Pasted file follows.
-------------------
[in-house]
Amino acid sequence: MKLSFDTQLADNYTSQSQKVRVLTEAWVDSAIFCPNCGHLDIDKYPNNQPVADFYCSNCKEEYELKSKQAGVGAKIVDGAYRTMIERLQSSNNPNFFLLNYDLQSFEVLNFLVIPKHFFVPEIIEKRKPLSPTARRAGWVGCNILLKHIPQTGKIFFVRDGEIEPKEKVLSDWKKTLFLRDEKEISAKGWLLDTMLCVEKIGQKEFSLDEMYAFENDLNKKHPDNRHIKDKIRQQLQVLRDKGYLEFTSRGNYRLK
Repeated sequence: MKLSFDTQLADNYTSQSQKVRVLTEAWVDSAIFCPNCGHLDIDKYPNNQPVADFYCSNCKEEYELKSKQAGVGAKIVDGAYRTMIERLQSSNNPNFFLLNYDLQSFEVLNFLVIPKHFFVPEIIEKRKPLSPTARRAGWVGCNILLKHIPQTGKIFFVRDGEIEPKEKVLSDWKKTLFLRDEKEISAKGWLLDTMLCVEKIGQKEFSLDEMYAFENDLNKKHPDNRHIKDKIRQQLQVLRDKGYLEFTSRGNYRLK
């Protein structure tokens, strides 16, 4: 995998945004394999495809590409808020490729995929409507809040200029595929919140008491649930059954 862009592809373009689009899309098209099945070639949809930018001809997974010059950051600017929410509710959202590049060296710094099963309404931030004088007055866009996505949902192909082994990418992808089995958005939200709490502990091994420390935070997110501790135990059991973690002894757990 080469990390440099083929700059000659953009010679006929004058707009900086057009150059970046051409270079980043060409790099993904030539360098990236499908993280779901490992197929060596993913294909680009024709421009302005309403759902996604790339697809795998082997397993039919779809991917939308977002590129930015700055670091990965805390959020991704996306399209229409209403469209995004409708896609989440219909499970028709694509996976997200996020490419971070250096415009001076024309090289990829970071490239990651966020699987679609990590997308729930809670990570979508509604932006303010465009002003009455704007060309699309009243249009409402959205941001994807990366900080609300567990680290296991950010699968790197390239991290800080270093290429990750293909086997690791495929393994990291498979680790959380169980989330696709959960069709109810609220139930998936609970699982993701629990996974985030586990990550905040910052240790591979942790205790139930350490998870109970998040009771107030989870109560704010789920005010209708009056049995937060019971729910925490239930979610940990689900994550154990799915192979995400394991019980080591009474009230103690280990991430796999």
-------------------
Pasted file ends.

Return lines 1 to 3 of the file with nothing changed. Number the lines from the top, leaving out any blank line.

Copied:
[in-house]
Amino acid sequence: MKLSFDTQLADNYTSQSQKVRVLTEAWVDSAIFCPNCGHLDIDKYPNNQPVADFYCSNCKEEYELKSKQAGVGAKIVDGAYRTMIERLQSSNNPNFFLLNYDLQSFEVLNFLVIPKHFFVPEIIEKRKPLSPTARRAGWVGCNILLKHIPQTGKIFFVRDGEIEPKEKVLSDWKKTLFLRDEKEISAKGWLLDTMLCVEKIGQKEFSLDEMYAFENDLNKKHPDNRHIKDKIRQQLQVLRDKGYLEFTSRGNYRLK
Repeated sequence: MKLSFDTQLADNYTSQSQKVRVLTEAWVDSAIFCPNCGHLDIDKYPNNQPVADFYCSNCKEEYELKSKQAGVGAKIVDGAYRTMIERLQSSNNPNFFLLNYDLQSFEVLNFLVIPKHFFVPEIIEKRKPLSPTARRAGWVGCNILLKHIPQTGKIFFVRDGEIEPKEKVLSDWKKTLFLRDEKEISAKGWLLDTMLCVEKIGQKEFSLDEMYAFENDLNKKHPDNRHIKDKIRQQLQVLRDKGYLEFTSRGNYRLK